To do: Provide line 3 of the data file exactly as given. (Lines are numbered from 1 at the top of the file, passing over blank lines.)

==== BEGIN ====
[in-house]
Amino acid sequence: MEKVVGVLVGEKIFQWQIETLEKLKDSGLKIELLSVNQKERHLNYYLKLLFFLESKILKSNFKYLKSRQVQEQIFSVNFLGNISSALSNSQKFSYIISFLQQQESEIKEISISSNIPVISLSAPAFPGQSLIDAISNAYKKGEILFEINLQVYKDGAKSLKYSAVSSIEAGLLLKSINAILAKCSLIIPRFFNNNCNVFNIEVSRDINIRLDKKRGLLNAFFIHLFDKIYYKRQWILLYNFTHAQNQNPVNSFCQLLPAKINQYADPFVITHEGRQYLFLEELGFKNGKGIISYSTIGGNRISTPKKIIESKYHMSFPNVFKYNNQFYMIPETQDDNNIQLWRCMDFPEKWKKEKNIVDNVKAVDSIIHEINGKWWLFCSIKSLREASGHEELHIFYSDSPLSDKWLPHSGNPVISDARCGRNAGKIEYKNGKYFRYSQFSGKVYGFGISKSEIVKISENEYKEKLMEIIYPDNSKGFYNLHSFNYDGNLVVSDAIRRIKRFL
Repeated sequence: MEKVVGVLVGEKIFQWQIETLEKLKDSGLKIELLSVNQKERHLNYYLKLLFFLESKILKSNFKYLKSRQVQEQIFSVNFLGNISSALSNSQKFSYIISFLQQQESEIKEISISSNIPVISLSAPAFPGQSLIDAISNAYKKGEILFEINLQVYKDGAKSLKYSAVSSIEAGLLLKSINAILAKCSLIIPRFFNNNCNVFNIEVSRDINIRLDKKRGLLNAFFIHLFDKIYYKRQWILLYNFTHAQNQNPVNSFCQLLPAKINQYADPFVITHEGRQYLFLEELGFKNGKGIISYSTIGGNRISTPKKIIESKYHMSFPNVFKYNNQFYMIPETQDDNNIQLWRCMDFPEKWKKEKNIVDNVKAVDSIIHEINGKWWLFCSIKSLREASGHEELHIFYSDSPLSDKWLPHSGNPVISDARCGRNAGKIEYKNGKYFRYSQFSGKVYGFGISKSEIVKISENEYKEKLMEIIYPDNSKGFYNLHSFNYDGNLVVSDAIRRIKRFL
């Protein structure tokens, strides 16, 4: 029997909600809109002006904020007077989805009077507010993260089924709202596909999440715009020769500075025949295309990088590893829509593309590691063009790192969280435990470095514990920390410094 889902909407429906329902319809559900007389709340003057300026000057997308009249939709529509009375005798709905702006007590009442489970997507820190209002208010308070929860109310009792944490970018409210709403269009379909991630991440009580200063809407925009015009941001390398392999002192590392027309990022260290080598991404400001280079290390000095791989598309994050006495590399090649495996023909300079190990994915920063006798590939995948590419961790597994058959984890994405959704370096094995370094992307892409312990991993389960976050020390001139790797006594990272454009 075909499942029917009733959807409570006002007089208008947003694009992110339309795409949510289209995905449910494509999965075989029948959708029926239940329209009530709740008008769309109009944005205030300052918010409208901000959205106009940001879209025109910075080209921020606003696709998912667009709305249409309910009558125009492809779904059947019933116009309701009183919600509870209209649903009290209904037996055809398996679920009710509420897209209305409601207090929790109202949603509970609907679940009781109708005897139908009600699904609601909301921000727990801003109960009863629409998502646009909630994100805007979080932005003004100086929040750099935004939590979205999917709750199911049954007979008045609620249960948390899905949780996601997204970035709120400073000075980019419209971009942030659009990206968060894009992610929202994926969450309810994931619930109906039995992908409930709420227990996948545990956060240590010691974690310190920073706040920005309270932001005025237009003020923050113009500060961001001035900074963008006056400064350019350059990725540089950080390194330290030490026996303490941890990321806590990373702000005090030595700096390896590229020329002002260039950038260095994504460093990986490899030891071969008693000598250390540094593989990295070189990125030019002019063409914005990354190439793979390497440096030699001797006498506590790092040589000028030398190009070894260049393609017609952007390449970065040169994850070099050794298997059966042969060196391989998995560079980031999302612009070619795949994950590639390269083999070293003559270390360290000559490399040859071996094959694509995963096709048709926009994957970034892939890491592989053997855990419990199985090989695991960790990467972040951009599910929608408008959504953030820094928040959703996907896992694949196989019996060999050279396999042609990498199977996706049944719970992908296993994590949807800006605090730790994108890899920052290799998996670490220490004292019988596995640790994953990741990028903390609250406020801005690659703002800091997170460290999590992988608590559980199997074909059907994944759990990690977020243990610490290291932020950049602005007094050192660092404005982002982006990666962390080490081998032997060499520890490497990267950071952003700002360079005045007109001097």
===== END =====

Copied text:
Repeated sequence: MEKVVGVLVGEKIFQWQIETLEKLKDSGLKIELLSVNQKERHLNYYLKLLFFLESKILKSNFKYLKSRQVQEQIFSVNFLGNISSALSNSQKFSYIISFLQQQESEIKEISISSNIPVISLSAPAFPGQSLIDAISNAYKKGEILFEINLQVYKDGAKSLKYSAVSSIEAGLLLKSINAILAKCSLIIPRFFNNNCNVFNIEVSRDINIRLDKKRGLLNAFFIHLFDKIYYKRQWILLYNFTHAQNQNPVNSFCQLLPAKINQYADPFVITHEGRQYLFLEELGFKNGKGIISYSTIGGNRISTPKKIIESKYHMSFPNVFKYNNQFYMIPETQDDNNIQLWRCMDFPEKWKKEKNIVDNVKAVDSIIHEINGKWWLFCSIKSLREASGHEELHIFYSDSPLSDKWLPHSGNPVISDARCGRNAGKIEYKNGKYFRYSQFSGKVYGFGISKSEIVKISENEYKEKLMEIIYPDNSKGFYNLHSFNYDGNLVVSDAIRRIKRFL